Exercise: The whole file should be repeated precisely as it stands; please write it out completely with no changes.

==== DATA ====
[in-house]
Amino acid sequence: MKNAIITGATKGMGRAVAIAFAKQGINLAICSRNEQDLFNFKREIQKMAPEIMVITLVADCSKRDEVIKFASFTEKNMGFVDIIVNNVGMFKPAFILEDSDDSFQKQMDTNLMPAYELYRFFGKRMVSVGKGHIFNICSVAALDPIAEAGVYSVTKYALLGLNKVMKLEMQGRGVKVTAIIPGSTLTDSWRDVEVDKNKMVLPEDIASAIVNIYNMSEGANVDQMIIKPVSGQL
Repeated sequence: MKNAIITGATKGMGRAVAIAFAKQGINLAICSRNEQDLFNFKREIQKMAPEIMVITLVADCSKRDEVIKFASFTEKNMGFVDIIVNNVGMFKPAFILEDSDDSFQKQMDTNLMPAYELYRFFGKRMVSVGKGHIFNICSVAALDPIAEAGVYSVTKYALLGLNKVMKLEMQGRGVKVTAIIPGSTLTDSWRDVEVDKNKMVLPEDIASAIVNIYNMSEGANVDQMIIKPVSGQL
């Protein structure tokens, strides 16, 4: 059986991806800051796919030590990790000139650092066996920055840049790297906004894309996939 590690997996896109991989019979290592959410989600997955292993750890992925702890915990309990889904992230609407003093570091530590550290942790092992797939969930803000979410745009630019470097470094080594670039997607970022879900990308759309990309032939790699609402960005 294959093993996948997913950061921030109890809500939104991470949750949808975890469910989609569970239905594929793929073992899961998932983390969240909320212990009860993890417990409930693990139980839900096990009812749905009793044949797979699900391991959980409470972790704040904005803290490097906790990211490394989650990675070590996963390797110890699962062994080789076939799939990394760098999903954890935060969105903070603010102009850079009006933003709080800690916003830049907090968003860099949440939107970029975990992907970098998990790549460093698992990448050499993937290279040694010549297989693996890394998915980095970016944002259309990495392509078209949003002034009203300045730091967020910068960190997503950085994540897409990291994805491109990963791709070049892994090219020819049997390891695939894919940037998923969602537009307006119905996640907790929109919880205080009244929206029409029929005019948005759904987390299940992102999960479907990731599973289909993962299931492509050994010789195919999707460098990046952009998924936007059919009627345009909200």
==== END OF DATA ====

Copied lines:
[in-house]
Amino acid sequence: MKNAIITGATKGMGRAVAIAFAKQGINLAICSRNEQDLFNFKREIQKMAPEIMVITLVADCSKRDEVIKFASFTEKNMGFVDIIVNNVGMFKPAFILEDSDDSFQKQMDTNLMPAYELYRFFGKRMVSVGKGHIFNICSVAALDPIAEAGVYSVTKYALLGLNKVMKLEMQGRGVKVTAIIPGSTLTDSWRDVEVDKNKMVLPEDIASAIVNIYNMSEGANVDQMIIKPVSGQL
Repeated sequence: MKNAIITGATKGMGRAVAIAFAKQGINLAICSRNEQDLFNFKREIQKMAPEIMVITLVADCSKRDEVIKFASFTEKNMGFVDIIVNNVGMFKPAFILEDSDDSFQKQMDTNLMPAYELYRFFGKRMVSVGKGHIFNICSVAALDPIAEAGVYSVTKYALLGLNKVMKLEMQGRGVKVTAIIPGSTLTDSWRDVEVDKNKMVLPEDIASAIVNIYNMSEGANVDQMIIKPVSGQL
């Protein structure tokens, strides 16, 4: 059986991806800051796919030590990790000139650092066996920055840049790297906004894309996939 590690997996896109991989019979290592959410989600997955292993750890992925702890915990309990889904992230609407003093570091530590550290942790092992797939969930803000979410745009630019470097470094080594670039997607970022879900990308759309990309032939790699609402960005 294959093993996948997913950061921030109890809500939104991470949750949808975890469910989609569970239905594929793929073992899961998932983390969240909320212990009860993890417990409930693990139980839900096990009812749905009793044949797979699900391991959980409470972790704040904005803290490097906790990211490394989650990675070590996963390797110890699962062994080789076939799939990394760098999903954890935060969105903070603010102009850079009006933003709080800690916003830049907090968003860099949440939107970029975990992907970098998990790549460093698992990448050499993937290279040694010549297989693996890394998915980095970016944002259309990495392509078209949003002034009203300045730091967020910068960190997503950085994540897409990291994805491109990963791709070049892994090219020819049997390891695939894919940037998923969602537009307006119905996640907790929109919880205080009244929206029409029929005019948005759904987390299940992102999960479907990731599973289909993962299931492509050994010789195919999707460098990046952009998924936007059919009627345009909200």